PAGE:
Tobacco sales dropped 51.5 per cent as of the 39th day of the 2019 tobacco selling season compared to the corresponding period from last year on account of depreciated quality yield and weaker prices, a latest Reserve Bank of Zimbabwe weekly report shows.
As of 17 May, total sales reflected a cumulative value of US$ 575. 8 million as compared to US$ 1.186 billion realized during the same period in 2018.
However, tobacco volumes sold recorded 353 401 kg against 429 966 kg traded last year during the time in review.
“Definitely the numbers are lower than they were last year. We have a combination of factors. The average price is lower because the quality hasn’t been as good, as you know there wasn’t adequate rainfall,” Boka Tobacco Floors managing director Chido Nyakudya recently told 263 Chat Business in an interview.
The average selling price of tobacco stood at US$ 1.63 per kg during the week in review, a 41 per cent decrease from the US$ 2.76 per kg.
The regulator, Tobacco Industry Marketing Board (TIMB) recently outlined that prices were lower due to the disgruntlement of merchants over the RBZ directive with regards to recovery of loans advanced to farmers.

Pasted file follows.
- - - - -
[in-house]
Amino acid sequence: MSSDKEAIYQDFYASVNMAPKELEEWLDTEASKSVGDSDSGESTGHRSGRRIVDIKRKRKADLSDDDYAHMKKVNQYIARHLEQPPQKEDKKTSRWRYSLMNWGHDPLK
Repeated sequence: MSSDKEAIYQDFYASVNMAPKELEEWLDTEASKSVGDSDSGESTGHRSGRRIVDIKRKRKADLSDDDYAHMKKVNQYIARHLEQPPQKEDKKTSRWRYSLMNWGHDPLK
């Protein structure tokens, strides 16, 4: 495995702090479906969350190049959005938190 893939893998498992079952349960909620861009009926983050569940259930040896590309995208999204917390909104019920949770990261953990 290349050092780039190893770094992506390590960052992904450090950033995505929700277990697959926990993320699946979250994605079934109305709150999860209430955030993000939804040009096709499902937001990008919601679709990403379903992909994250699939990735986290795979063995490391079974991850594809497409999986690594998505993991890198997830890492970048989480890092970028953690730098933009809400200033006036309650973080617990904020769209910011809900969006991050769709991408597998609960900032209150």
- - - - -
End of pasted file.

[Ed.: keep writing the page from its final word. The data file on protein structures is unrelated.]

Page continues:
The Central Bank directed tobacco growers to pay 70 per cent of the loan amounts they got from merchants in USD, with the remainder paid in RTGS dollars using the interbank market rate.
The dismal performance in tobacco receipts is expected to hit hard on the economy which is in dire need of foreign currency reserves for import cover of essential commodities such as fuel and electricity.
Owing to drought conditions experienced this farming season, the crop fared dismally as compared to the prior year and some critics of the Central Bank’s foreign currency retention scheme says most farmers decided to abandon the crop.
The foreign currency retention threshold for tobacco growers stands at 50 per cent.
Meanwhile, Finance and Economic Development Minister Mthuli Ncube said the government had stripped the 2 per cent electronic transfer tax at tobacco auction floors in a bid to cushion growers from the premium which had been set by auctioneers.